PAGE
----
Hey, it only took three weeks this time! I’ve been working quite hard, mostly programming (oh hi there C++, I never really stopped loving you. I really like what you’ve done with the autos and the lambdas), taking care of some admin (freeagent is approximately an infinite times better for running your business in South Africa than Sage One Accounting / Pastel My Business Online, which is a textbook example of how to torture your users with an almost hilariously terrible user interface which would have been funny were it not for the fact that it is so excruciatingly painful), gearing up for open source activism (if you’re in SA and you’re into open source, please join!) and spending as much as possible free time in the beautiful surroundings.
I made you this photo sphere of the waterfall at the top of the Leopard’s Kloof trail in the Harold Porter botanical gardens, one of our favourite outdoor hangouts:
This past weekend we had the privilege of going to a weekend-long double birthday party in a place called Boggomsbaai. The subjects of said party (I didn’t want to objectify them) are two of the most interesting people I know. In spite of this foreknowledge, I was still greatly (but extremely pleasantly) surprised by the number of exceptionally interesting friends that aforementioned party subjects had managed to surround themselves with, resulting in an ever-so-slightly mind-bending gathering.
Of the many things I learnt this weekend, I would like to share these two with you:
… we should do even more of those! It seems like the Friday warm-up-party and the Saturday morning and afternoon socialising and more warm-up, combined with a willing group of party athletes, are good ingredients for a Saturday night awesomeness crescendo! (live band and copious amounts of beer not bad ideas either)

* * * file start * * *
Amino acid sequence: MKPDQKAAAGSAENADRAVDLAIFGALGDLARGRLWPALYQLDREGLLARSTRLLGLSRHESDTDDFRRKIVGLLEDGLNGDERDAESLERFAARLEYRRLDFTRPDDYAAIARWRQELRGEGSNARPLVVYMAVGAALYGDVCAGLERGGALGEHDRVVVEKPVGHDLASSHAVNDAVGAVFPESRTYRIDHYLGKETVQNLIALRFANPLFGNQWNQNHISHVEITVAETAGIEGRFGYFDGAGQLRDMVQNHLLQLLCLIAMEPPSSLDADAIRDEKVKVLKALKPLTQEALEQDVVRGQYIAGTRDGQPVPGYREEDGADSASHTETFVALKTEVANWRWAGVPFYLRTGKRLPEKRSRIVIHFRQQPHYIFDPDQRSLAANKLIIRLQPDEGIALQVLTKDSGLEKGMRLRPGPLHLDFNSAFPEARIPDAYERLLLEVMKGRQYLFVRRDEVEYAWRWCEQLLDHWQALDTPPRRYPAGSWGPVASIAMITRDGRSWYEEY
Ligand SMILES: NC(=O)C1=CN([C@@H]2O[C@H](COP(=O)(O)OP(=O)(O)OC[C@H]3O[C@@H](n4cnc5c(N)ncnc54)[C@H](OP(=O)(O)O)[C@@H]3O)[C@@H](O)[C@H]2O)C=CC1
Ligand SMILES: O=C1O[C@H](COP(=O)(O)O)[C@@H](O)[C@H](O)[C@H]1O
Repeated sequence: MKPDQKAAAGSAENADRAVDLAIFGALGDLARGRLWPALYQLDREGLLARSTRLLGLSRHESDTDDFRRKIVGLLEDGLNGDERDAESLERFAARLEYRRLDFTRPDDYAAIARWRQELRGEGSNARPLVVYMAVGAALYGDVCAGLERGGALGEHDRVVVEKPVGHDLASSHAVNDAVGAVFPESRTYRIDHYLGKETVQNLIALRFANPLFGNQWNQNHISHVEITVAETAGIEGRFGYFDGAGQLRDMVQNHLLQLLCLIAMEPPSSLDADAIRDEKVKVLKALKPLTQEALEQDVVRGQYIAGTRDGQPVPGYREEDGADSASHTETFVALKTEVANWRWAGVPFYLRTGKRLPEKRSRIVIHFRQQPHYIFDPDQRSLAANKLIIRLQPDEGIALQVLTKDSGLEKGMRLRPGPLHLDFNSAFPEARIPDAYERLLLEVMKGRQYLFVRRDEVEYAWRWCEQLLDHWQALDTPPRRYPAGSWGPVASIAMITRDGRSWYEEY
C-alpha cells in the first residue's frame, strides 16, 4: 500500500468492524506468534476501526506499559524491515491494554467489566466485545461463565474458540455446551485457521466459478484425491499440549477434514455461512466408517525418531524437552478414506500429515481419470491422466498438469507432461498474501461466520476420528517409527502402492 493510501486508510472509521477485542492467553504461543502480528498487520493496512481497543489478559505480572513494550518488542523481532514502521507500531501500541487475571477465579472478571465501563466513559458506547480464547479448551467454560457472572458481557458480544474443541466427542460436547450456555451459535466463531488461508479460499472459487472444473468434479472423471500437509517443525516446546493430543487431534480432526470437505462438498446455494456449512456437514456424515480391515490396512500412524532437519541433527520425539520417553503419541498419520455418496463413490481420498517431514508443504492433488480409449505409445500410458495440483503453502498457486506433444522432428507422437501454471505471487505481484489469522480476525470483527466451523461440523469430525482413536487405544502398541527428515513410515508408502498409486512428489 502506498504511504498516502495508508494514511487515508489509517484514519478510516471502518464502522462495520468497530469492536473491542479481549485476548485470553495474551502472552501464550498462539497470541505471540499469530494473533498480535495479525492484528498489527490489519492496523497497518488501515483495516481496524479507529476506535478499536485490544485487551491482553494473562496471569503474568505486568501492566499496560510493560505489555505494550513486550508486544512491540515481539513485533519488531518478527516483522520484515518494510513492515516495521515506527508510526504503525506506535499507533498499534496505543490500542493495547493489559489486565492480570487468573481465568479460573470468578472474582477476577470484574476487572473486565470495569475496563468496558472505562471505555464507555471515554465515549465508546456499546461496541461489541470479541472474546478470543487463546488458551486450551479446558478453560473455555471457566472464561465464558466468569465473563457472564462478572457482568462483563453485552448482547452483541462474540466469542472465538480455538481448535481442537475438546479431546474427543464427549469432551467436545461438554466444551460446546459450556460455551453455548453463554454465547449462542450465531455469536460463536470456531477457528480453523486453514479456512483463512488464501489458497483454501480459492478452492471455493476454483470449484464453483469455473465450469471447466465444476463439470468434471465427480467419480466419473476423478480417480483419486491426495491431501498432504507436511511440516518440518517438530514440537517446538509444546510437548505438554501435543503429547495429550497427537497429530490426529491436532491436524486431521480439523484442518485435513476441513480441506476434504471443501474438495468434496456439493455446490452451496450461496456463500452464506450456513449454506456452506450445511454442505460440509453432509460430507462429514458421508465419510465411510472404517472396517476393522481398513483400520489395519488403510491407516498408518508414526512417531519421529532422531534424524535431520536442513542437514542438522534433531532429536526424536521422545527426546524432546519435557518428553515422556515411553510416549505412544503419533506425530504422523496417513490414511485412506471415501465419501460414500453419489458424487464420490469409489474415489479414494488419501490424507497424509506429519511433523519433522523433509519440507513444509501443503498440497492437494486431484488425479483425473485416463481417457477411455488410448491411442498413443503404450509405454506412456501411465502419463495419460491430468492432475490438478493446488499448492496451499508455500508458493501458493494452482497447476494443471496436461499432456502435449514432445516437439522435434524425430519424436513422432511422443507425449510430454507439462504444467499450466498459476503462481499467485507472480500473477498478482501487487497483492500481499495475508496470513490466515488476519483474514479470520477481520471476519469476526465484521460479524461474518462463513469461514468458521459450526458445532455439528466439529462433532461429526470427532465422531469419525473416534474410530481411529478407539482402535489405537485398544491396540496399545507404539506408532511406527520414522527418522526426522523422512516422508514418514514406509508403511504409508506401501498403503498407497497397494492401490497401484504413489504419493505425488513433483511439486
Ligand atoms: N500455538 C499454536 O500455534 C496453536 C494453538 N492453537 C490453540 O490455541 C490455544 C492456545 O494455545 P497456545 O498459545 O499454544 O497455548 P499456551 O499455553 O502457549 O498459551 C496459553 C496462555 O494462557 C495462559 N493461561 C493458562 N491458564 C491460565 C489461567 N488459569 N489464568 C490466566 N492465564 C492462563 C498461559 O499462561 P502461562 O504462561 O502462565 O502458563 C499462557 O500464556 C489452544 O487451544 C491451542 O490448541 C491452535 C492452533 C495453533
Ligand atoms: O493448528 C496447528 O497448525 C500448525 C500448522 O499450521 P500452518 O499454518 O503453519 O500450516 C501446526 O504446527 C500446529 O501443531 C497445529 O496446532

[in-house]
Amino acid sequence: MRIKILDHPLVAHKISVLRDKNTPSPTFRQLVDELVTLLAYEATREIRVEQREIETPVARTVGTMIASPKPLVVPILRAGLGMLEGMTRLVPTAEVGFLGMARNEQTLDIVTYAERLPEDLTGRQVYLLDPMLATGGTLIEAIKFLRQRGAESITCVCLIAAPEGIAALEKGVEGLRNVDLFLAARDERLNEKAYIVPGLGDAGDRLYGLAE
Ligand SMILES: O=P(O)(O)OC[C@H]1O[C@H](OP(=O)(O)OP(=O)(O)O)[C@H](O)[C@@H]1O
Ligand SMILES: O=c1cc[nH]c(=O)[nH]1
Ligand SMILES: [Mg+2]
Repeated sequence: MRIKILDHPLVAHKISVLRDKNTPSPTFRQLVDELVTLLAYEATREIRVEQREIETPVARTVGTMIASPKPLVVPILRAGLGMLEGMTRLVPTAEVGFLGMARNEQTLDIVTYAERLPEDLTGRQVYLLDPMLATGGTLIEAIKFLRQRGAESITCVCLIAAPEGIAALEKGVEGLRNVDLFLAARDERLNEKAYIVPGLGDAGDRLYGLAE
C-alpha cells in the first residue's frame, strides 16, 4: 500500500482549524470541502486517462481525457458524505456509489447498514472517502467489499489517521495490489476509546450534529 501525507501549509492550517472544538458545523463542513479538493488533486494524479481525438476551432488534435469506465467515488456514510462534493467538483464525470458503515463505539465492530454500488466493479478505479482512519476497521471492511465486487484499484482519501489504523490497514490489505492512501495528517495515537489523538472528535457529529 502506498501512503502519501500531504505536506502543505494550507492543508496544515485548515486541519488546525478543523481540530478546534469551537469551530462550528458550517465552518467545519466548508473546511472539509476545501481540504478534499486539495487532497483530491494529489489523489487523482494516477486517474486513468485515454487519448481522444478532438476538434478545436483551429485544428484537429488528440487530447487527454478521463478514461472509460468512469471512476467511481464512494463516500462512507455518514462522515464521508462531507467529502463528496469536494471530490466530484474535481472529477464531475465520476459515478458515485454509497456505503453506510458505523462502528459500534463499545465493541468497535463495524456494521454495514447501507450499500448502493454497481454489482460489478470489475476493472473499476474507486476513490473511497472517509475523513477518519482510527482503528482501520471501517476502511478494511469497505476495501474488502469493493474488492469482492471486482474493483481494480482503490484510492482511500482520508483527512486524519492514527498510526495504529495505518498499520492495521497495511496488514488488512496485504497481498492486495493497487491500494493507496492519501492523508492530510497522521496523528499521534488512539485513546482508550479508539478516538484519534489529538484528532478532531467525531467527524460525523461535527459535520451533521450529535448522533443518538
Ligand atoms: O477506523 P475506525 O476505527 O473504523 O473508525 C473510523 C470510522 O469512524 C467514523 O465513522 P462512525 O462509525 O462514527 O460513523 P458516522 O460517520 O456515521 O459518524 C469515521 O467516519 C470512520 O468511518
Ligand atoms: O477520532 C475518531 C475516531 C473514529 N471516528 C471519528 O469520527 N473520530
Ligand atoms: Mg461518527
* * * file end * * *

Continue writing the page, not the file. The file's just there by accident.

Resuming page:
At one point I was chatting with one of the guests, a person who has done quite a bit of travelling, and who seems to have settled nicely into the role of eternal foreigner here in this strange country. Their better living tip, based on much hard-won experience, was simply this: Be grateful.
Their advice immediately made a great impression on me.
Remembering to be explicitly grateful every day (go on, identify and articulate all of the things! if you are able to read this, chances are that you have much to be grateful for) is such an elegant yet practical path to mindfulness. To boot, it fits in very nicely with being kind.
(During looking up the etymology of “to boot” on this worldwide network that interactively gives us access to just about the sum total of human knowledge whenever we want it, I just discovered that “botha” is a Gothic word meaning “advantage”. Sweet!)